Prince Harry and Prince William’s Experience at Princess Diana’s Funeral ‘Was Absolutely Inhuman,’ According to Elton John
In his new memoir, titled Me, singer Elton John shares, among other stories, details of his friendship with Princess Diana over the years. They experienced some highs and lows, including a falling out and reconciliation. John also shares some insight into how Diana’s sons had an “absolutely inhuman” experience at her funeral.
How Elton John and Princess Diana met
John and Princess Diana hit it off from the start, according to the singer, who recounts the moment they met in 1981. He recalls in his book, excerpts of which were published in the Daily Mail: “I first met Diana in 1981, just before her marriage to Prince Charles. It was at Prince Andrew’s 21st birthday party at Windsor Castle. The evening was completely surreal. The percussionist Ray Cooper and I were supposed to be providing the entertainment, but before we performed, there was a disco in the ballroom.”
He noted: “Because the Queen was there, and no one wanted to cause any offence to the royal sensibilities, the disco was turned down about as low as you could get without switching it off altogether. You could literally hear your feet moving around on the floor over the music.”
John continued: “Anyway, that night in 1981, she arrived in the ballroom and we immediately clicked. We ended up pretending to dance the Charleston while hooting at the disco’s feebleness.”
Knowing Diana personally, John could elaborate on what it was that made her so special, sharing: “She was blessed with an incredible social ease, an ability to make people feel totally comfortable in her company. Her kids have inherited it, Prince Harry in particular; he’s exactly the same as his mum, no interest in formality or grandeur.”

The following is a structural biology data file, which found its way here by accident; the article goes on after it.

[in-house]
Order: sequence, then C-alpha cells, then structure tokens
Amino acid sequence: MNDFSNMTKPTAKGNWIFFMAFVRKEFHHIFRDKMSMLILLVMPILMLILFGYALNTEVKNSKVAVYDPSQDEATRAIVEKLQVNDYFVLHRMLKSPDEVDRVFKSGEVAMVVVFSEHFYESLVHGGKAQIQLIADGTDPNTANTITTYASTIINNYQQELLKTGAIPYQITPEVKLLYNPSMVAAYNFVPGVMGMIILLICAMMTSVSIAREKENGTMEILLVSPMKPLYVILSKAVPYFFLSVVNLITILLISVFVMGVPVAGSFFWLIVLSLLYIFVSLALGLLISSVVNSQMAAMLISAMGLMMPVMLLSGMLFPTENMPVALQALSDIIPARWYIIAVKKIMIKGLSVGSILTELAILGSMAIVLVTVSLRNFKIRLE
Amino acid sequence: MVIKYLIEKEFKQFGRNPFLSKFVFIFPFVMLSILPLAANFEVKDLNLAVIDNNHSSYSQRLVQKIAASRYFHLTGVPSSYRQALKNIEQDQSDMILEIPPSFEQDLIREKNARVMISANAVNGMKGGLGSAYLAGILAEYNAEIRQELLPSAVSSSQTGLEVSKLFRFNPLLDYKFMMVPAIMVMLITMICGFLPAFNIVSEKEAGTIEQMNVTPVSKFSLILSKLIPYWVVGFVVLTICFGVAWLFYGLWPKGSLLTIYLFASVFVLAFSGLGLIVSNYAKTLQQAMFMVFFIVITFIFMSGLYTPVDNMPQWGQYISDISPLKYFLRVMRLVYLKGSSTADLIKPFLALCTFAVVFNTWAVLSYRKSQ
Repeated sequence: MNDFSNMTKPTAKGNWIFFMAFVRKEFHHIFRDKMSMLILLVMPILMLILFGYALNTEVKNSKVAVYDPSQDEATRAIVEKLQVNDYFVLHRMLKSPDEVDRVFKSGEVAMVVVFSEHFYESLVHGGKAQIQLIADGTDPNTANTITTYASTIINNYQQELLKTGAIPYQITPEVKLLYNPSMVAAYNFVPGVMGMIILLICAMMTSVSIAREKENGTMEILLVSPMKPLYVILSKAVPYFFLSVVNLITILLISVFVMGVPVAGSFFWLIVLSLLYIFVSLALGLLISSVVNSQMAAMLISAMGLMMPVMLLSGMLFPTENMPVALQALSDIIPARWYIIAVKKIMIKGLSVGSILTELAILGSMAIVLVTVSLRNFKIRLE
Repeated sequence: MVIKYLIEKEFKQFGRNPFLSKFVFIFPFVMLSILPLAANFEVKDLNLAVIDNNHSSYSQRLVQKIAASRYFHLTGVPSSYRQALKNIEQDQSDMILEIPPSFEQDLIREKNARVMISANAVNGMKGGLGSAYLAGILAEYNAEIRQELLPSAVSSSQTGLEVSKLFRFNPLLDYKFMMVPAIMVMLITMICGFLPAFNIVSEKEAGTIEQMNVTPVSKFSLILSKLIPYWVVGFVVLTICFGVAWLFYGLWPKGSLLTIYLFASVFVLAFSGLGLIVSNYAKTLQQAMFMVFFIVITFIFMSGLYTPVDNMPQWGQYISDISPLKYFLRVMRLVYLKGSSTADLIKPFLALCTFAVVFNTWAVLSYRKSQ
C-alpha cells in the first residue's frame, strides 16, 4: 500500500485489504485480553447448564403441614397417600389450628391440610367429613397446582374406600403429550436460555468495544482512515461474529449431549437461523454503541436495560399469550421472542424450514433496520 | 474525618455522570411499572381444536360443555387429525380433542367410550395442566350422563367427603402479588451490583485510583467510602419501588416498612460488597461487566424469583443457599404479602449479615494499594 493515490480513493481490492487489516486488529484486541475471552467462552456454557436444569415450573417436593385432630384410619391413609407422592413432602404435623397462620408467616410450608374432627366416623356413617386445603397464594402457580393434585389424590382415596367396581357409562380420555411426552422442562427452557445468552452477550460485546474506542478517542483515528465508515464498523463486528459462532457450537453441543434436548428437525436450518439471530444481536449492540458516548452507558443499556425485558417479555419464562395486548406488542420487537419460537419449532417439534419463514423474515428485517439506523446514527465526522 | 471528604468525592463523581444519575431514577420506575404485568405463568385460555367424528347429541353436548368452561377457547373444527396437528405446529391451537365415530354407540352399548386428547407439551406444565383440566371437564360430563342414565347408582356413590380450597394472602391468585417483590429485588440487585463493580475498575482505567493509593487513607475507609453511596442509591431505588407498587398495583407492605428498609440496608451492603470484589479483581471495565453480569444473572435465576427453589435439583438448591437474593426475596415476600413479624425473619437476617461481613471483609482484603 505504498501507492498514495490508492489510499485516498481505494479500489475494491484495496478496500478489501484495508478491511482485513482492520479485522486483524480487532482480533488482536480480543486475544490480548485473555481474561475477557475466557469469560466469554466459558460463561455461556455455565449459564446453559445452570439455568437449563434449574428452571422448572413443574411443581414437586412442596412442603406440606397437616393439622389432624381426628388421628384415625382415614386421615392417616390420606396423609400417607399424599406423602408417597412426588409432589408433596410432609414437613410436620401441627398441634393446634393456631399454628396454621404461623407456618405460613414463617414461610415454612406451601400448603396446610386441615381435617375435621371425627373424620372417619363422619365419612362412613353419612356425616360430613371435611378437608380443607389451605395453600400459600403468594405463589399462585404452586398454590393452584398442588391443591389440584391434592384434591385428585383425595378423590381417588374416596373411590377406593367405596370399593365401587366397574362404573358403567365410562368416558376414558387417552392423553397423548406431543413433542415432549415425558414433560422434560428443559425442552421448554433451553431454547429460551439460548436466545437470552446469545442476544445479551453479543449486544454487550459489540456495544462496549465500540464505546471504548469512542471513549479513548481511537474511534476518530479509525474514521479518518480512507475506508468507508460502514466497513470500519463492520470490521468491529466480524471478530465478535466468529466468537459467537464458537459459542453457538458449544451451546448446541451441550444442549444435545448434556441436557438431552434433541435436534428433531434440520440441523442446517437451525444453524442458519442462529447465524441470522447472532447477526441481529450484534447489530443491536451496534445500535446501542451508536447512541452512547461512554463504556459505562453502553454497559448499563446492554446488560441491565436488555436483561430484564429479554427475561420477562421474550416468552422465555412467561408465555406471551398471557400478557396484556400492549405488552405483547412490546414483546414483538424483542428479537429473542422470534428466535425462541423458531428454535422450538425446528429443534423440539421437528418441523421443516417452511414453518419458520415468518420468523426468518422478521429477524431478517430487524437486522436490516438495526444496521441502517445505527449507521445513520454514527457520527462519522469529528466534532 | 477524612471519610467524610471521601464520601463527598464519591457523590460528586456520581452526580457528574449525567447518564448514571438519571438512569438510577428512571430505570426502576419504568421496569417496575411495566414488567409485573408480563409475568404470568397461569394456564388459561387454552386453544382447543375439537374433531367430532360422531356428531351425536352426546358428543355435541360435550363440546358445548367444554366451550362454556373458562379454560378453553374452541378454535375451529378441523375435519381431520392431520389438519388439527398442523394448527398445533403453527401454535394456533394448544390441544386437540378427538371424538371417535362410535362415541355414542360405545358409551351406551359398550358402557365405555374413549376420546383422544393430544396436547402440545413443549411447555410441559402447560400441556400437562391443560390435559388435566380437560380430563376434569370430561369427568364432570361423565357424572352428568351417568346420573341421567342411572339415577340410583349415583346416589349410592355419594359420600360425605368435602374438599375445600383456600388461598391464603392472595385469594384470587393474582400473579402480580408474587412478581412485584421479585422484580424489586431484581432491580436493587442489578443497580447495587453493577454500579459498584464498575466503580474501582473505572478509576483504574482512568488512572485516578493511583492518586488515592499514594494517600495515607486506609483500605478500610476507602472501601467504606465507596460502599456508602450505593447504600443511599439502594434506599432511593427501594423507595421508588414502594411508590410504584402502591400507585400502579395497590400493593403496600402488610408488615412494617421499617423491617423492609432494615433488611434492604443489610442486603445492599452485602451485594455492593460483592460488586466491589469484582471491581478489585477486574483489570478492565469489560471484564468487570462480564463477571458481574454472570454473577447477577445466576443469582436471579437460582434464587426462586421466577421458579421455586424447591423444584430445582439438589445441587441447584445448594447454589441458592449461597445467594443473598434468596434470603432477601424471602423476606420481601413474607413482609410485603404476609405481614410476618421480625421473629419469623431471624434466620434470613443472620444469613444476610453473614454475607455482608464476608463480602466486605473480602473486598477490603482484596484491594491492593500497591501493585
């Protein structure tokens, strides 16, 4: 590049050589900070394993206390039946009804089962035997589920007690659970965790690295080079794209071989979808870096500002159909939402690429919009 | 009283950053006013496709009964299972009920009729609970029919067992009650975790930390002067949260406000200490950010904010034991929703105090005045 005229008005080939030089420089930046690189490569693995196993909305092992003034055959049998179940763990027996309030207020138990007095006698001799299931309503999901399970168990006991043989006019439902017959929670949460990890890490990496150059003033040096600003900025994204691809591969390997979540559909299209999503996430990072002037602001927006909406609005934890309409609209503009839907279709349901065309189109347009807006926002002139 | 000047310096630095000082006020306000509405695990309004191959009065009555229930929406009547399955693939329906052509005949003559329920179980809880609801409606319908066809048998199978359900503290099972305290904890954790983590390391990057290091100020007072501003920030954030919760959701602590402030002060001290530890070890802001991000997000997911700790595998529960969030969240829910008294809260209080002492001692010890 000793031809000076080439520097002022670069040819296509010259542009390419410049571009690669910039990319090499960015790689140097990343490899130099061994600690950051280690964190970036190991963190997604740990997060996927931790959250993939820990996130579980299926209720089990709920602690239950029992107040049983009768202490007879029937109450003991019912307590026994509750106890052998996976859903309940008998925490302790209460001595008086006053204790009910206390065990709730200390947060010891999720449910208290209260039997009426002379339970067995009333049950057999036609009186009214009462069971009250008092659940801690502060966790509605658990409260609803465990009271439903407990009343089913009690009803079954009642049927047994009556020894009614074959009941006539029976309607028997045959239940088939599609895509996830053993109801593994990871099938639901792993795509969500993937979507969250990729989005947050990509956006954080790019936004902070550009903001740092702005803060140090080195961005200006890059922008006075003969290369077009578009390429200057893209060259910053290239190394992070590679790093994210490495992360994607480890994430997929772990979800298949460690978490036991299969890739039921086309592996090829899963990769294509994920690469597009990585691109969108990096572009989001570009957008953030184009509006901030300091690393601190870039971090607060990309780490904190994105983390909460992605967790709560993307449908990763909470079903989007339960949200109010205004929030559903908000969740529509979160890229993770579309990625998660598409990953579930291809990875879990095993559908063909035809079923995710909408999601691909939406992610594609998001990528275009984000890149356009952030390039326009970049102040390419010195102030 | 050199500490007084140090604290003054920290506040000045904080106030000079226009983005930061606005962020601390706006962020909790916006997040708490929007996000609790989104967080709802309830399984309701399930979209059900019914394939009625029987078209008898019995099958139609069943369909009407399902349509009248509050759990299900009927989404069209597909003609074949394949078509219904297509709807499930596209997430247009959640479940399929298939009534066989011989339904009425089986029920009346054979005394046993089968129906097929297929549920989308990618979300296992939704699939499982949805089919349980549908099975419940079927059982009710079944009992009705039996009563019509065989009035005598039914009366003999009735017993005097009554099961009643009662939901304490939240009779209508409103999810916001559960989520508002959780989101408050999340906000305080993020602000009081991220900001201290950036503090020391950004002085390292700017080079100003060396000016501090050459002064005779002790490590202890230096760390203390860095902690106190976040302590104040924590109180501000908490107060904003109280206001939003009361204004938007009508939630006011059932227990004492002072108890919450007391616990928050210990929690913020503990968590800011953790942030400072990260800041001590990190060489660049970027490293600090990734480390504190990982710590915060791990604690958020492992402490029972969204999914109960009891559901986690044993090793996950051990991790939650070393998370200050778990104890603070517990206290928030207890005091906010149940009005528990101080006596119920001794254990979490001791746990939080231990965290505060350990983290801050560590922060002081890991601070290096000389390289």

They had a falling out
Despite their close friendship, Princess Diana and John did face a challenging time in their relationship, as he explained: “She was a very dear friend for years, and then, completely unexpectedly, we fell out. The cause was a book Gianni Versace put together called Rock And Royalty, a collection of portraits by great photographers. The proceeds were going to the AIDS Foundation, and she agreed to write the foreword.”
“Then she got cold feet,” he wrote, believing that perhaps “Buckingham Palace didn’t like the idea of a member of the Royal Family having anything to do with a book that featured shots of naked guys with towels draped around them.” Princess Diana withdrew her forward.
John explained, “I wrote back to her, calling her out, telling her how much money she had cost the AIDS Foundation, reminding her that she had seen the book. The letter I got back was very formal and severe: ‘Dear Mr John…'”
He shared, “I was angry with her, but I was also worried. She seemed to be losing touch with all sorts of really close friends, who would be honest with her, and surrounding herself instead with people who told her what she wanted to hear.”
They finally reconnected when Versace was murdered, with Princess Diana reaching out to him and saying, “I’m so sorry. It was a silly falling-out. Let’s be friends.”
Princess Diana’s funeral
When the news hit that Princess Diana had died, John was understandably shaken. He was asked to rewrite the lyrics of “Candle In The Wind” in Diana’s memory and sing it at the funeral.
He explained the experience of being “seated in the inner sanctum of the church, right where the Royal Family came in” and how he believed Prince William and Prince Harry were not treated well that somber day.
John wrote: “William and Harry looked completely shell-shocked. They were 15 and 12, and I thought the way they were treated that day was absolutely inhuman. They were forced to walk through the streets of London behind their mother’s coffin, told to show no emotion and look straight ahead. It was a horrendous way to treat two kids who’d just lost their mum.”
He found himself “really uncomfortable with the single’s longevity,” noting that “it almost felt like wallowing in her death, as if the mourning for her had got out of hand. I really didn’t think that was what Diana would have wanted.”
As a result, John said he “didn’t want to do anything to prolong it any further,” noting, “So when Oprah Winfrey asked me on her talk show to discuss the funeral, I said no.”
He noted: “I’ve always tried to avoid the topic with journalists. It wasn’t that I wanted to forget it — or her. I just wanted life to get back to some semblance of normality.”